Scientists might make great politicians, but they’re human like everyone else

To the editor: Promoters of the nascent movement of scientists into political life suggest that rational, objective research (and researchers) in government will lead to better policy results for Americans. (“A new take on political science: Training researchers to run for office,” June 15)

They also imply that the scientists running for Congress are somehow immune to personal opinions that may skew their conclusions toward one or another political solution.

As a social scientist, I see this as an interesting hypothesis, but hardly one that has been confirmed empirically.

My job title is “research scientist.” I know I’ve got opinions and personal viewpoints that inform how I understand the world, as does every scientist profiled in this article. To suggest otherwise, that merely by being a scientist one can somehow transcend oneself, is naive.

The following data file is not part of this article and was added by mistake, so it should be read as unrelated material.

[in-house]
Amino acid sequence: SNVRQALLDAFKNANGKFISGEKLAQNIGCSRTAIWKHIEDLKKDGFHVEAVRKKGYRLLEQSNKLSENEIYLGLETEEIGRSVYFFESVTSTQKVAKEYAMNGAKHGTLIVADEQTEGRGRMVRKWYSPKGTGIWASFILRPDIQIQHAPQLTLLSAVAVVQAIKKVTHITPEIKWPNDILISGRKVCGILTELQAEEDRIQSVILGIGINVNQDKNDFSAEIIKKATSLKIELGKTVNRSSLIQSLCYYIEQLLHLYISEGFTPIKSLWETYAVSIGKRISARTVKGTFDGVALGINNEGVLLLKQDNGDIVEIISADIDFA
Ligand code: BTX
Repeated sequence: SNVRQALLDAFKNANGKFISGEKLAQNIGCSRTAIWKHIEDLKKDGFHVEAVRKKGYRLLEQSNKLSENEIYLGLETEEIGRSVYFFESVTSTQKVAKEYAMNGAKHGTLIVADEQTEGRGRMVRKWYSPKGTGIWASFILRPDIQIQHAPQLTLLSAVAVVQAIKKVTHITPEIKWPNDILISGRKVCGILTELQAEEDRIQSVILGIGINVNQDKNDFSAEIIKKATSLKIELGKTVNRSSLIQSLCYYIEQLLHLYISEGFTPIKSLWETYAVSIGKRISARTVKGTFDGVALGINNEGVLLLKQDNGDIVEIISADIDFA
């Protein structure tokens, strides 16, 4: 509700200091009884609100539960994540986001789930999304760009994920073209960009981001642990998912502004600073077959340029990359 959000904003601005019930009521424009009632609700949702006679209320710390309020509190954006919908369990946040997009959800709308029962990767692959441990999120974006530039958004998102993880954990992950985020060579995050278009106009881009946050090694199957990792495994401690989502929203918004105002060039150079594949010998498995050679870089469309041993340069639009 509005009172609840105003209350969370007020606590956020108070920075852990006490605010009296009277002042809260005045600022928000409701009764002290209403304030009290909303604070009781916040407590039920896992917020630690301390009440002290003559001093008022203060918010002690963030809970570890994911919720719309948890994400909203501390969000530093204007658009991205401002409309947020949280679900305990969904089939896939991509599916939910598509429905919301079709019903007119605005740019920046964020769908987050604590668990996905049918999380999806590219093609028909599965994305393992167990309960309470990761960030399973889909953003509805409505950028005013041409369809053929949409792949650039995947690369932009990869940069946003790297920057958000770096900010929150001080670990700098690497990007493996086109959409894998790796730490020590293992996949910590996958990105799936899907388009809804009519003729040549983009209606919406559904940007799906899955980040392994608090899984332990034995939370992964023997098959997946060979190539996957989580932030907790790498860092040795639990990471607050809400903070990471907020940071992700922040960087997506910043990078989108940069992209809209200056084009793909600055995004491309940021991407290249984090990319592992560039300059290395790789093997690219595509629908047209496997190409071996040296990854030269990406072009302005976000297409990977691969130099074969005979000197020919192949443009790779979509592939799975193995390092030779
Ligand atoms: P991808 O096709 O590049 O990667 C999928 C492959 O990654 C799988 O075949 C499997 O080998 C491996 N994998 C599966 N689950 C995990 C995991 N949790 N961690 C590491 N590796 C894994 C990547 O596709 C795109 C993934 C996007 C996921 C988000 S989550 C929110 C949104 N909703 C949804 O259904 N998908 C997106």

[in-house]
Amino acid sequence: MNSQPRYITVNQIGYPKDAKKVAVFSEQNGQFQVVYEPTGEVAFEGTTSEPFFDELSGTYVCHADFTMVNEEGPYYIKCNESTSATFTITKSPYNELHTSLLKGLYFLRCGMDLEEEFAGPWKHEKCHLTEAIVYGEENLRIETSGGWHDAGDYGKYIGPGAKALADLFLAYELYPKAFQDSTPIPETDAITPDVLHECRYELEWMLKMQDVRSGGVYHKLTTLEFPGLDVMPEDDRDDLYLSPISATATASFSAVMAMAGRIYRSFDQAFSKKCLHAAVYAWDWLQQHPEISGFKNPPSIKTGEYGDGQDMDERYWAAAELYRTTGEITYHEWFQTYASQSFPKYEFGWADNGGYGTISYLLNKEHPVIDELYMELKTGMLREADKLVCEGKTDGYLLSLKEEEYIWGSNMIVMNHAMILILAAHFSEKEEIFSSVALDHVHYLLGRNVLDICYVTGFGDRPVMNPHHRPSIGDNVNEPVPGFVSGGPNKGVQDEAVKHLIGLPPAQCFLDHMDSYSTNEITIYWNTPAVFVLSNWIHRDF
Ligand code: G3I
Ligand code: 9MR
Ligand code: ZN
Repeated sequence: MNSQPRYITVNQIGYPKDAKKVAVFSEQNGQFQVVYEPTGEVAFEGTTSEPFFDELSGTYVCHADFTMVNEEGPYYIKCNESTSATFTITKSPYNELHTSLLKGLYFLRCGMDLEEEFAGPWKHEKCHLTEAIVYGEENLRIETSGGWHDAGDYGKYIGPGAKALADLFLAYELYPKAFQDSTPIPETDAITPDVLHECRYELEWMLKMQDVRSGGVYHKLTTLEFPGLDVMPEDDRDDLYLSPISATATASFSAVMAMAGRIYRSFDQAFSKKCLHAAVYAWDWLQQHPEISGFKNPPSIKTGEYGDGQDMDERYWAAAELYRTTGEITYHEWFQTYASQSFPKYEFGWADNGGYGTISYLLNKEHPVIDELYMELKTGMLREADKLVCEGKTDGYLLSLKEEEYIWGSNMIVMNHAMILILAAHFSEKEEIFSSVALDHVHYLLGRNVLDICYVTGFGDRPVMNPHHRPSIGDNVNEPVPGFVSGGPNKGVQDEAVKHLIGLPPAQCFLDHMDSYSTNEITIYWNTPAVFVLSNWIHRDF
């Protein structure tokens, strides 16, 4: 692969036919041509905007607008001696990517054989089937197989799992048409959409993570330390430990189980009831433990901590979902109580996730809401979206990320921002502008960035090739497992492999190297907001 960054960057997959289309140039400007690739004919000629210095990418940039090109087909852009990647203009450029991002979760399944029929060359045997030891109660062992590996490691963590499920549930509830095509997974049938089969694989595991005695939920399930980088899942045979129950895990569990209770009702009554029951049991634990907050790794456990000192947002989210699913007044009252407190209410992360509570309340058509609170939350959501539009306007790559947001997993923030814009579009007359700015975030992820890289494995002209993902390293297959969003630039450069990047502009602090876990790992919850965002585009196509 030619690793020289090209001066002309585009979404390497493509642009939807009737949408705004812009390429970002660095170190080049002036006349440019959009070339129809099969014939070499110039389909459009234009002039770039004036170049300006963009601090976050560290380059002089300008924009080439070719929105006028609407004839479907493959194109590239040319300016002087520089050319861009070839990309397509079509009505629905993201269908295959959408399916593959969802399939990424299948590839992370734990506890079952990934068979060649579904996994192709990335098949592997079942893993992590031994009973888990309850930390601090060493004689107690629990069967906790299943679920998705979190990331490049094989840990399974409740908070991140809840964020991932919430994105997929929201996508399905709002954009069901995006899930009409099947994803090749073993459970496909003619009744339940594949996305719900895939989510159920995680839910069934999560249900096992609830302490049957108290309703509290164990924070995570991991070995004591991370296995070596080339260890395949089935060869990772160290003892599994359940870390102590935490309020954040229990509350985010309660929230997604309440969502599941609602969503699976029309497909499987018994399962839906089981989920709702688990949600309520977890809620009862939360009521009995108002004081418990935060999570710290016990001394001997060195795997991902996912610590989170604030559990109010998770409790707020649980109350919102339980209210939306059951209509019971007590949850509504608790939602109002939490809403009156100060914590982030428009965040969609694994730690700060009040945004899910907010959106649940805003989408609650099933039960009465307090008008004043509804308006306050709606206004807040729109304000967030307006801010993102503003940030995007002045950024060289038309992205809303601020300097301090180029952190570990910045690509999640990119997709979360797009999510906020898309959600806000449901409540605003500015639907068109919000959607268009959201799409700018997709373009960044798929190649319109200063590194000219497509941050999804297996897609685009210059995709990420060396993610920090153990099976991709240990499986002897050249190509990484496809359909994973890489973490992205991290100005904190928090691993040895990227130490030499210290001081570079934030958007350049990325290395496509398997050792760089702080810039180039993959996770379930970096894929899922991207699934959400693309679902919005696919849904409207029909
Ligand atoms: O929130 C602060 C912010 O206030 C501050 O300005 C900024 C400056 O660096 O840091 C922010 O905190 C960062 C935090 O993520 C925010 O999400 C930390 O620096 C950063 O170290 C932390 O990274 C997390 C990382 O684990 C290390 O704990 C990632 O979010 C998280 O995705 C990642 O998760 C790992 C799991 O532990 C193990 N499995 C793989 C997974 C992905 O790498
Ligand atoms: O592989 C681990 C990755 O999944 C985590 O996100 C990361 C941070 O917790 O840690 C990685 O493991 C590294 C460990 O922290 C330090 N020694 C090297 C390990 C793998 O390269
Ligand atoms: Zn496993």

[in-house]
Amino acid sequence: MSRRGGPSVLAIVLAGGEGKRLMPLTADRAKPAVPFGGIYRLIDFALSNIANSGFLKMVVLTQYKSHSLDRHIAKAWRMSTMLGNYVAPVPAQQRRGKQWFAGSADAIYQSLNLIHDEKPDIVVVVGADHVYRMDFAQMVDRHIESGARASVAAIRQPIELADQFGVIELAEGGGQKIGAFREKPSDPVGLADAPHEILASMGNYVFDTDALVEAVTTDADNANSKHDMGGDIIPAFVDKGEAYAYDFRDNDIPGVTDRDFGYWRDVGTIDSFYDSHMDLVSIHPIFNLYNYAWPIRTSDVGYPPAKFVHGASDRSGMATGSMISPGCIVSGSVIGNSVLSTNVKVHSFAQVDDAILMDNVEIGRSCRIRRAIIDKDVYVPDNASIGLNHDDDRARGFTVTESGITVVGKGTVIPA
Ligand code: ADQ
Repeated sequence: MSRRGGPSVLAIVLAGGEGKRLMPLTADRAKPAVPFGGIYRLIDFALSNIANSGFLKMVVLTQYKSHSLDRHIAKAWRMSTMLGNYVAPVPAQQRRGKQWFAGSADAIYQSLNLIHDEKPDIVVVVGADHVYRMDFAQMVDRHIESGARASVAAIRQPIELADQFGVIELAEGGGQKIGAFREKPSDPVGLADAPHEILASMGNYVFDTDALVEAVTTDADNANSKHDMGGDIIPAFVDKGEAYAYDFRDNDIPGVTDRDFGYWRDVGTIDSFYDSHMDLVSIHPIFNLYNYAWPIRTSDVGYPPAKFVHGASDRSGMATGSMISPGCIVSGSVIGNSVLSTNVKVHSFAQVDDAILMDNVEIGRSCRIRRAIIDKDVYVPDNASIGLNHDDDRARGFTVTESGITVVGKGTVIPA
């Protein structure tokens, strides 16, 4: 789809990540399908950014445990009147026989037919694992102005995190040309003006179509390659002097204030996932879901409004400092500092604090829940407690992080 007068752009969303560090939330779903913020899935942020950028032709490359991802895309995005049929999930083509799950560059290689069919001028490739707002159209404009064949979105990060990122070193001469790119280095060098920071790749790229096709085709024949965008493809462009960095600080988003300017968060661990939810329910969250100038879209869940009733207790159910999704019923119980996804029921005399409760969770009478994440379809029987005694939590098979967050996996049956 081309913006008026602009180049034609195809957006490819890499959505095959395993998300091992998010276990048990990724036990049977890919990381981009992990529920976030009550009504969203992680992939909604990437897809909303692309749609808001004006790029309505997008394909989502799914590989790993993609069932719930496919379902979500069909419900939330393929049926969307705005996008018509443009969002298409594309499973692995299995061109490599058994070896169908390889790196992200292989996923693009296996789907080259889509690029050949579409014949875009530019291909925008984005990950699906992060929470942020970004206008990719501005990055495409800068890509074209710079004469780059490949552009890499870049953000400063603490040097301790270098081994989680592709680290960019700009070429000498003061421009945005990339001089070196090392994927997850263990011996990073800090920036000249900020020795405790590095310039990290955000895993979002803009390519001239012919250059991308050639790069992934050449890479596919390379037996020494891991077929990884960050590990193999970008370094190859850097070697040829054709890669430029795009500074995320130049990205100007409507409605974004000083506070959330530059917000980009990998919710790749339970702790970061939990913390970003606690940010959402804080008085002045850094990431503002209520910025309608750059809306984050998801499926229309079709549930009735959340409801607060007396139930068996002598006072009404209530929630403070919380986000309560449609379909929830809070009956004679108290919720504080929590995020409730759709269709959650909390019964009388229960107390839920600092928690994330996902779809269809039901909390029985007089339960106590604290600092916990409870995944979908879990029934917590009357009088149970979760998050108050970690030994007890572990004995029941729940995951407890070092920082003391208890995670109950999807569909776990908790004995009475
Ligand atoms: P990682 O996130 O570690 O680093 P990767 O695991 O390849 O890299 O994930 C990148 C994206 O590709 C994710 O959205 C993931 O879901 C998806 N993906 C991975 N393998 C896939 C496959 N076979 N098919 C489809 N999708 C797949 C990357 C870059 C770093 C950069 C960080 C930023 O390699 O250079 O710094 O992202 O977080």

I’m all for more scientists being socially and politically engaged and running for office, but let’s at least be honest about our aspirations and limitations and the reality of the social and political world.

Richard Flory, Newport Beach

The writer is senior director of research and evaluation at the USC Center for Religion and Civic Culture.


To the editor: I applaud some scientists’ decision to run for political office.

Their intellect notwithstanding, another key advantage is the scientists across this country running for Congress are unlikely to become career politicians if they do get elected.

Aristotle, in his “Politics,” spent much time discussing the citizen-politician. Among the challenges, he thought, was paying enough so that serving would not be a hardship, but not so much that one would seek politics as a career.

You can imagine how I feel about term limits for officeholders.

David Wilczynski, Manhattan Beach

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